Sample History Essay on Military Innovation in the Interwar Period


Neufeld’s argument challenges the German ‘Blitzkrieg Economy. The Nazi regime was said to have explicitly planned for quick as well as decisive wars. This is because its resources would allow nothing else, and because it feared the political consequences of imposing total mobilization on the population. Hitler wanted simultaneously to be able to fight small, decisive wars in the near term. In the end, his attack on Poland brought on hostilities with the Western powers in 1939, provoking a bungled attempt at total mobilization. The disarray in the wartime priority and procurement system that resulted contributed as much to the survival as it did to the hindering of the rocket program. It allowed the Army to exploit the remnants of its autonomy in the system, while fending off challenges from Hitler (Murray 123). Nevertheless, the military from German aimed at gaining victory by succumbing their enemies by cutting off their supply chains and means of communication.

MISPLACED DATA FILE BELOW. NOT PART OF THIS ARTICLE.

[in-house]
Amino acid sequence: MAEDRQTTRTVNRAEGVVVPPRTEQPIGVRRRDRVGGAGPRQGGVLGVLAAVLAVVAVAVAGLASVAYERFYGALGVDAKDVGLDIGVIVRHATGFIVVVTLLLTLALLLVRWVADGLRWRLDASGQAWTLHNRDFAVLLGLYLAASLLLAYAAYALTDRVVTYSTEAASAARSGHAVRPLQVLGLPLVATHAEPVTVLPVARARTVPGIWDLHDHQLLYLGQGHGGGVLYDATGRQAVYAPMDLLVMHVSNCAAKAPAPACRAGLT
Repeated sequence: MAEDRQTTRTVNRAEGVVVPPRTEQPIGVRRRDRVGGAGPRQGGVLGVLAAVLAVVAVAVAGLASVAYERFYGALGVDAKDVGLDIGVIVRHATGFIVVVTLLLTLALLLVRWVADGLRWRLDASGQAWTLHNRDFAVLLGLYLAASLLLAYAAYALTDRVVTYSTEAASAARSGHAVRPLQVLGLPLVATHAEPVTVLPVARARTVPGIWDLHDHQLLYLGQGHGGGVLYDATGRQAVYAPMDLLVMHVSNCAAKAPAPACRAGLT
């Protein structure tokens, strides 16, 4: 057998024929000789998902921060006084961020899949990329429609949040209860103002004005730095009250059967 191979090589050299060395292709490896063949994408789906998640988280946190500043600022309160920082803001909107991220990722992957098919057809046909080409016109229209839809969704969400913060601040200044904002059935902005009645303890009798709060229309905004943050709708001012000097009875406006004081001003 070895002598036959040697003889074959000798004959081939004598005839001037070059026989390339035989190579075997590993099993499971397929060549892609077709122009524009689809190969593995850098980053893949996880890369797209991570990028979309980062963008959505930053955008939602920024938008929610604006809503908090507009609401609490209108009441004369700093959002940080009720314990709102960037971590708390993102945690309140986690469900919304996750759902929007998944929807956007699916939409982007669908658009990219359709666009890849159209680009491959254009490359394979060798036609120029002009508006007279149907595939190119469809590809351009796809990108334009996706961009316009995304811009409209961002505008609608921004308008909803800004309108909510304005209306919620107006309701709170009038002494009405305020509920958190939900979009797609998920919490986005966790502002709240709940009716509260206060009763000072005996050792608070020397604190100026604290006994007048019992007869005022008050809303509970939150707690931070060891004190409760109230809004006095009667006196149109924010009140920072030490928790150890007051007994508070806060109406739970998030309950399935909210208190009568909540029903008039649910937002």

Revisionism should not be exaggerated. German had been engaged in some operations that were successful when before the World War II started portrayed in Misa’s technological innovation. It was through good fortunes that the operations of the army had succeeded using the technology that they advocated for. However, this did not reflect an appropriate approach towards diplomacy, the economy as well as the military problems that were being experienced after the defeat in the WWI. Between 1939 and 1941, the blitzkrieg operations evolved as a result due to the practical experience that was there during the war (Murray and Allan 112). This makes the blitzkrieg as a factor that led to the resulting events of the World War II as well as other ideas in the related field.   

Works Cited

Murray, Williamson, and Allan R. Millett. Military Innovation in the Interwar Period. Cambridge: Cambridge University Press, 2006. Print.

Murray, Williamson. Military Adaptation in War: With Fear of Change. New York: Cambridge University Press, 2011. Print.